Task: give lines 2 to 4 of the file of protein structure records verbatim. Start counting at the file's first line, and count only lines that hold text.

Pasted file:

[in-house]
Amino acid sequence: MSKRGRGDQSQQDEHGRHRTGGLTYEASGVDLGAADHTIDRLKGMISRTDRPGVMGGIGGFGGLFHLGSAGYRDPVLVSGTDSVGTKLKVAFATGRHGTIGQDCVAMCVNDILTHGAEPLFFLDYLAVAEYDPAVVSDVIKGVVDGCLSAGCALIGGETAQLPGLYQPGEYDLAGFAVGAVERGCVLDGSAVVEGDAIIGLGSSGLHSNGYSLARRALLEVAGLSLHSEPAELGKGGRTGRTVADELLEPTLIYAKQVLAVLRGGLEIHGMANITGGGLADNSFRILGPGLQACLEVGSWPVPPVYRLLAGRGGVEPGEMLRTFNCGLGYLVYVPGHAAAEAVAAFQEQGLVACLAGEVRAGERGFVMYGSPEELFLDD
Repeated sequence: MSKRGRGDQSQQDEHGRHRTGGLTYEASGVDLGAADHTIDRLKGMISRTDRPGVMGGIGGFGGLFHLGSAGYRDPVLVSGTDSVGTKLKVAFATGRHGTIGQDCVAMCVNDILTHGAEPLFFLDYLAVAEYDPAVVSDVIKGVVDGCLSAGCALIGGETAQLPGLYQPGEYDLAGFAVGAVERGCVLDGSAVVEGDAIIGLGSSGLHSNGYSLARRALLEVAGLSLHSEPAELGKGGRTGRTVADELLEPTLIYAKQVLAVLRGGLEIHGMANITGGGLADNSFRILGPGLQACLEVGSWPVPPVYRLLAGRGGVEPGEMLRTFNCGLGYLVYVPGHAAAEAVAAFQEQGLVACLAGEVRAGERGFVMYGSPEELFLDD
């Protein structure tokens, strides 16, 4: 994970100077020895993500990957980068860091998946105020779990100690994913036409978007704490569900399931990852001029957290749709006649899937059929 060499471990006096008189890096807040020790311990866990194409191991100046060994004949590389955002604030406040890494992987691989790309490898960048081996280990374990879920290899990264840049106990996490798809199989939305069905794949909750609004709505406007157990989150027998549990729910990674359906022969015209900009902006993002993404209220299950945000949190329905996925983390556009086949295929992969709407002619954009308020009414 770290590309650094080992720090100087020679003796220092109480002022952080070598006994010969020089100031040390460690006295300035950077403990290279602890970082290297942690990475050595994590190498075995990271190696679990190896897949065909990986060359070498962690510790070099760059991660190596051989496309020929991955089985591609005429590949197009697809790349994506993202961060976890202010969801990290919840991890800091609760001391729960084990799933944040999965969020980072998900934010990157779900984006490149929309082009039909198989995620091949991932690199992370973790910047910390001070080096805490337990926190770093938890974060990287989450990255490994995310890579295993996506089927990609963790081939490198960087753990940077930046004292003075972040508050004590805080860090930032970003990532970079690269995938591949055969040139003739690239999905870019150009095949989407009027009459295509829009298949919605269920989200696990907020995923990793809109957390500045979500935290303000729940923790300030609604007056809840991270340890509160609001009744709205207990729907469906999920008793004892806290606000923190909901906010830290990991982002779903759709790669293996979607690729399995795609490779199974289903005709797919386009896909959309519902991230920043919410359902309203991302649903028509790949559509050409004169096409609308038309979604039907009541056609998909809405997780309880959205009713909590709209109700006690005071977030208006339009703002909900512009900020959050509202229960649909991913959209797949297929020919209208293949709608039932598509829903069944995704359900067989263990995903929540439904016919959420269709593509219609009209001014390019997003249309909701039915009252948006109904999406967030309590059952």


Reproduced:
Amino acid sequence: MSKRGRGDQSQQDEHGRHRTGGLTYEASGVDLGAADHTIDRLKGMISRTDRPGVMGGIGGFGGLFHLGSAGYRDPVLVSGTDSVGTKLKVAFATGRHGTIGQDCVAMCVNDILTHGAEPLFFLDYLAVAEYDPAVVSDVIKGVVDGCLSAGCALIGGETAQLPGLYQPGEYDLAGFAVGAVERGCVLDGSAVVEGDAIIGLGSSGLHSNGYSLARRALLEVAGLSLHSEPAELGKGGRTGRTVADELLEPTLIYAKQVLAVLRGGLEIHGMANITGGGLADNSFRILGPGLQACLEVGSWPVPPVYRLLAGRGGVEPGEMLRTFNCGLGYLVYVPGHAAAEAVAAFQEQGLVACLAGEVRAGERGFVMYGSPEELFLDD
Repeated sequence: MSKRGRGDQSQQDEHGRHRTGGLTYEASGVDLGAADHTIDRLKGMISRTDRPGVMGGIGGFGGLFHLGSAGYRDPVLVSGTDSVGTKLKVAFATGRHGTIGQDCVAMCVNDILTHGAEPLFFLDYLAVAEYDPAVVSDVIKGVVDGCLSAGCALIGGETAQLPGLYQPGEYDLAGFAVGAVERGCVLDGSAVVEGDAIIGLGSSGLHSNGYSLARRALLEVAGLSLHSEPAELGKGGRTGRTVADELLEPTLIYAKQVLAVLRGGLEIHGMANITGGGLADNSFRILGPGLQACLEVGSWPVPPVYRLLAGRGGVEPGEMLRTFNCGLGYLVYVPGHAAAEAVAAFQEQGLVACLAGEVRAGERGFVMYGSPEELFLDD
């Protein structure tokens, strides 16, 4: 994970100077020895993500990957980068860091998946105020779990100690994913036409978007704490569900399931990852001029957290749709006649899937059929 060499471990006096008189890096807040020790311990866990194409191991100046060994004949590389955002604030406040890494992987691989790309490898960048081996280990374990879920290899990264840049106990996490798809199989939305069905794949909750609004709505406007157990989150027998549990729910990674359906022969015209900009902006993002993404209220299950945000949190329905996925983390556009086949295929992969709407002619954009308020009414 770290590309650094080992720090100087020679003796220092109480002022952080070598006994010969020089100031040390460690006295300035950077403990290279602890970082290297942690990475050595994590190498075995990271190696679990190896897949065909990986060359070498962690510790070099760059991660190596051989496309020929991955089985591609005429590949197009697809790349994506993202961060976890202010969801990290919840991890800091609760001391729960084990799933944040999965969020980072998900934010990157779900984006490149929309082009039909198989995620091949991932690199992370973790910047910390001070080096805490337990926190770093938890974060990287989450990255490994995310890579295993996506089927990609963790081939490198960087753990940077930046004292003075972040508050004590805080860090930032970003990532970079690269995938591949055969040139003739690239999905870019150009095949989407009027009459295509829009298949919605269920989200696990907020995923990793809109957390500045979500935290303000729940923790300030609604007056809840991270340890509160609001009744709205207990729907469906999920008793004892806290606000923190909901906010830290990991982002779903759709790669293996979607690729399995795609490779199974289903005709797919386009896909959309519902991230920043919410359902309203991302649903028509790949559509050409004169096409609308038309979604039907009541056609998909809405997780309880959205009713909590709209109700006690005071977030208006339009703002909900512009900020959050509202229960649909991913959209797949297929020919209208293949709608039932598509829903069944995704359900067989263990995903929540439904016919959420269709593509219609009209001014390019997003249309909701039915009252948006109904999406967030309590059952």